Category Archives: Behind the Scenes

Manet and Zizi


Edouard Manet, Woman with a Cat  (Portrait of Mme. Manet), c. 1880, oil on canvas; Courtesy of Tate Images

Last week I took a road trip to Ohio to see the exhibition Manet: Portraying Life, currently on view at Toledo Museum of Art through January 1. While this enthralling exhibition focuses on Manet’s portraiture and figure paintings, a whimsical detail in a portrait of the artist’s wife Woman with a Cat (Portrait of Mme. Manet) especially caught my eye. Sitting prominently and contentedly on Madam Manet’s lap is the same black cat with white muzzle—Zizi—featured in Carnegie Museum of Art’s Still Life with Brioche (below), also from 1880.

Edouard Manet, Still Life with Brioche, 1880, oil on canvas; William R. Scott, Jr. Fund; Carnegie Museum of Art

Manet’s repeated depiction of this family pet got me thinking about the wider, general role of cats in his oeuvre. Cats were a surprisingly important feature of Manet’s art for decades. Sometimes they are important to the overall meaning of a scene and always they reveal a lighter side to the artist and his genuine interest in these animals.

In Woman with a Cat, Manet vigorously and loosely paints his wife (née Suzanne Leenhoff) ensconced in pink. Zizi’s black fur stands out in stark contrast to the pale colors of the surrounding scene and becomes a prominent, centrally located feature of the composition. In Still Live with Brioche, however, many viewers don’t notice the cat until it is pointed out to them. In the darkly colored still life, Zizi’s head subtly enters the scene at the right edge. In both paintings, Zizi’s markings and facial features are rendered distinctly. This is clearly a cat that Manet knew well. Zizi’s cozy sleeping posture in Woman with a Cat also reveals an artist who was a keen observer and was well familiar with the body language and habits of cats.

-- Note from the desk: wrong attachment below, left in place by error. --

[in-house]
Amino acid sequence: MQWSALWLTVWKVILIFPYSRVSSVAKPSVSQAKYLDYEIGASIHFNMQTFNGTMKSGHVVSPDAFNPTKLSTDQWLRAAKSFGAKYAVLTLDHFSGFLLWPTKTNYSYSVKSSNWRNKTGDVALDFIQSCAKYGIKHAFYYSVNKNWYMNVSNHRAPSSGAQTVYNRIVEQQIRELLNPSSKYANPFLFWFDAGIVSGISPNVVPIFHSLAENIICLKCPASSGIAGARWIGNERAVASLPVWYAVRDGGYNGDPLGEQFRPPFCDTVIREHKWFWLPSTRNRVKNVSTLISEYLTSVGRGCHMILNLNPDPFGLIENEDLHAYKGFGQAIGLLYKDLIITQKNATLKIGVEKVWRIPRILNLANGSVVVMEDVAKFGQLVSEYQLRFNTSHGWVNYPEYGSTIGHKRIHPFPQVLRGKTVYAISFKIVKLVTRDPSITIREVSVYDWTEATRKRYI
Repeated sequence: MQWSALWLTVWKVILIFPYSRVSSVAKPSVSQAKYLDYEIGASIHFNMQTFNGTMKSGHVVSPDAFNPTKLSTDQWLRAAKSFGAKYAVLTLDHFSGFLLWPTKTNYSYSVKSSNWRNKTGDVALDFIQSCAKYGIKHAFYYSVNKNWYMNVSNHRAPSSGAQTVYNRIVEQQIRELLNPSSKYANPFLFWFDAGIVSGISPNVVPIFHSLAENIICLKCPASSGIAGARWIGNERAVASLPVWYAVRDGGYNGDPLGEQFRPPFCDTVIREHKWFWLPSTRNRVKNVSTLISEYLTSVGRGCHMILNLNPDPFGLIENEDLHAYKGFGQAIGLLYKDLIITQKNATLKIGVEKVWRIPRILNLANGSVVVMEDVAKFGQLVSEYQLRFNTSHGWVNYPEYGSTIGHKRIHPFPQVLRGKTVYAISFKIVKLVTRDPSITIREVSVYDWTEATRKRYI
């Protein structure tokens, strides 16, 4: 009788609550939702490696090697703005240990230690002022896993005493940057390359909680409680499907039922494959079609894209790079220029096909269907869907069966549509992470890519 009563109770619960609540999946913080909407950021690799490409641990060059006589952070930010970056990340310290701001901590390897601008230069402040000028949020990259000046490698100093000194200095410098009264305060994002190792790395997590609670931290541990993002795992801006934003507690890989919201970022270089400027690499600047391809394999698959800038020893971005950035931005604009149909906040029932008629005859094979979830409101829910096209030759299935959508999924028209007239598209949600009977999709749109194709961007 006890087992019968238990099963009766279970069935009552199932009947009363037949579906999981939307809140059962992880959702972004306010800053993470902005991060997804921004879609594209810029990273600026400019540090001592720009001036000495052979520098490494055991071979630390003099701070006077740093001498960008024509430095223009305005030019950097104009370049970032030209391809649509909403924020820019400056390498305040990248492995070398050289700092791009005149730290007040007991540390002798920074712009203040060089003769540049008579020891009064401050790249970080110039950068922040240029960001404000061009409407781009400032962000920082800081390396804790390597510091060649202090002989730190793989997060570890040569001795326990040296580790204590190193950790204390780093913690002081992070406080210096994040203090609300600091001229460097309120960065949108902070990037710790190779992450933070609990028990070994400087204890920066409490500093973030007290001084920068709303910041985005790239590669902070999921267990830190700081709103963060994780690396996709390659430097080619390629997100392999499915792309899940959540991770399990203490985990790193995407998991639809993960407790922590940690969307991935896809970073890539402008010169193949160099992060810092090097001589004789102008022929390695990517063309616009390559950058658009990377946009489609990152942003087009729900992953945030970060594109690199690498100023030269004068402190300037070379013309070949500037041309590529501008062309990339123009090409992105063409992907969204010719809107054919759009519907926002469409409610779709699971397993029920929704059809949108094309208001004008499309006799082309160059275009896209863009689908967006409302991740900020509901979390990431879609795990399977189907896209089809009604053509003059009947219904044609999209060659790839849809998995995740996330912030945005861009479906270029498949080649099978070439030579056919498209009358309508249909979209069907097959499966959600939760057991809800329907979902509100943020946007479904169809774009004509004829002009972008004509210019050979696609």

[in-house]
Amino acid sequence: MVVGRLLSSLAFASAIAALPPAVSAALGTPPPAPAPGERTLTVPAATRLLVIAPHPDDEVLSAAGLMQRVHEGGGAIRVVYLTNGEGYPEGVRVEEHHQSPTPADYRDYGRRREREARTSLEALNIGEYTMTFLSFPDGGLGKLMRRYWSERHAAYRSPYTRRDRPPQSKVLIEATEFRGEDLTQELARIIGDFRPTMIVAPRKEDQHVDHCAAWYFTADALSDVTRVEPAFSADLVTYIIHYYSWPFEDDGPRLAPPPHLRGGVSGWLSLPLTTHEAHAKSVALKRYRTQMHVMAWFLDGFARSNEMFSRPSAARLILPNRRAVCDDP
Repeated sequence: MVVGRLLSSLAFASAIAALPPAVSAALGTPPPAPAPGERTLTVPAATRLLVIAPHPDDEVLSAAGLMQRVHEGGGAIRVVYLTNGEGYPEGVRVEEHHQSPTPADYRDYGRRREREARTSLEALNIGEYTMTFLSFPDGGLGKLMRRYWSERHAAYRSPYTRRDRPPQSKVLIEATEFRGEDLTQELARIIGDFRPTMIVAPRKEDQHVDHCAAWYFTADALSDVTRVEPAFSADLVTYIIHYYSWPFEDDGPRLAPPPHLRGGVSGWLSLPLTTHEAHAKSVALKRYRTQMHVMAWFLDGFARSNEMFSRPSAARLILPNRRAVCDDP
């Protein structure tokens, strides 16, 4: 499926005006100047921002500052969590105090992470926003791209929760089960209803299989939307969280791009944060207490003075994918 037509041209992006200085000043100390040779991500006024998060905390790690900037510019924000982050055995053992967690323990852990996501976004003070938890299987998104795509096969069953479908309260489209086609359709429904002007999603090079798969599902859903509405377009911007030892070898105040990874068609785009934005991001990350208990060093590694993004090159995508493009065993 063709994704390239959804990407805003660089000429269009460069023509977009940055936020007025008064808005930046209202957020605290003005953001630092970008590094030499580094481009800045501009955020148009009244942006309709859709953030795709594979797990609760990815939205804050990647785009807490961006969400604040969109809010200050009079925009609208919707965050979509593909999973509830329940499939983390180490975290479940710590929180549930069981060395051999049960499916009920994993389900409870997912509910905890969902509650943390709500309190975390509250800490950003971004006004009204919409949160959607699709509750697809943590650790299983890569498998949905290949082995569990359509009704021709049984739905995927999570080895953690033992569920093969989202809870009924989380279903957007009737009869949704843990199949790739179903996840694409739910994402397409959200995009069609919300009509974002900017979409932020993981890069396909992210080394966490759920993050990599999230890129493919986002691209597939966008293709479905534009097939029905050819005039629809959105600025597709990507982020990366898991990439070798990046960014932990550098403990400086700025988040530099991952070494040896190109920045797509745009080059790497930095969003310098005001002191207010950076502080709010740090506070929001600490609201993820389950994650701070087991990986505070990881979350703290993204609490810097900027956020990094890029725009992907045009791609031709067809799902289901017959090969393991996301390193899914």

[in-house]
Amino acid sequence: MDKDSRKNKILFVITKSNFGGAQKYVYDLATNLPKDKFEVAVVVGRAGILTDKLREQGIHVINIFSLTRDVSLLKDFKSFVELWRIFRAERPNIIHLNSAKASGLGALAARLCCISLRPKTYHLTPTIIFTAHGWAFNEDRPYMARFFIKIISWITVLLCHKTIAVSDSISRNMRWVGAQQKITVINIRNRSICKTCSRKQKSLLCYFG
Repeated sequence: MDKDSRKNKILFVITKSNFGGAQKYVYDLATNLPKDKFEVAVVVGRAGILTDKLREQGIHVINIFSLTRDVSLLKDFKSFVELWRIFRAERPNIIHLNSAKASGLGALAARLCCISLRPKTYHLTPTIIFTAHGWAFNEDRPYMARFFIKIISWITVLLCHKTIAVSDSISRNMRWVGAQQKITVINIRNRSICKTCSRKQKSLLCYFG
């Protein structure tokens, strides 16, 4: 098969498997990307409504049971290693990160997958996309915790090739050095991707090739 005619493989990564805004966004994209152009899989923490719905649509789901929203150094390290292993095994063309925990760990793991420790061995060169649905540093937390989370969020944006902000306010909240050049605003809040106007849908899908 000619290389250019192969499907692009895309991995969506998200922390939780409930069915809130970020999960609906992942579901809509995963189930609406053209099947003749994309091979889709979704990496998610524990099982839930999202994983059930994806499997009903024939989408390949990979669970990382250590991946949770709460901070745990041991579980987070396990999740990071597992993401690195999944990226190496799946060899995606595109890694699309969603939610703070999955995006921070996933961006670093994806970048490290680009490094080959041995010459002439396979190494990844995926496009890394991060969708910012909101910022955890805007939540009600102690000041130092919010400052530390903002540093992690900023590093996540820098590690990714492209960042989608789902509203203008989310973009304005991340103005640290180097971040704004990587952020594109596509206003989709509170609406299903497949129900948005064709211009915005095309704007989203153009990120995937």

Edouard Manet, Olympia, 1863, oil on canvas; Via Musée d’Orsay

Perhaps the most important use of a cat in his painting career is found in his notorious Olympia, where the animal’s body language is also emotionally compelling, but in a different way. The angry black cat at the foot of the woman’s bed undoubtedly is a symbol of sexuality, but its presence—glaring defensively and arching its back—also helps make the viewer uncomfortably aware of their own role as an intruder into the scene. Cats and still life components are often important elements of Manet’s figurative paintings. This is true in Olympia and also in a painting such as The Luncheon (below).

Edouard Manet, The Luncheon, 1868, oil on canvas, 1911 Tschudi Contribution, Inv. no. 8638; Via Alte Pinakothek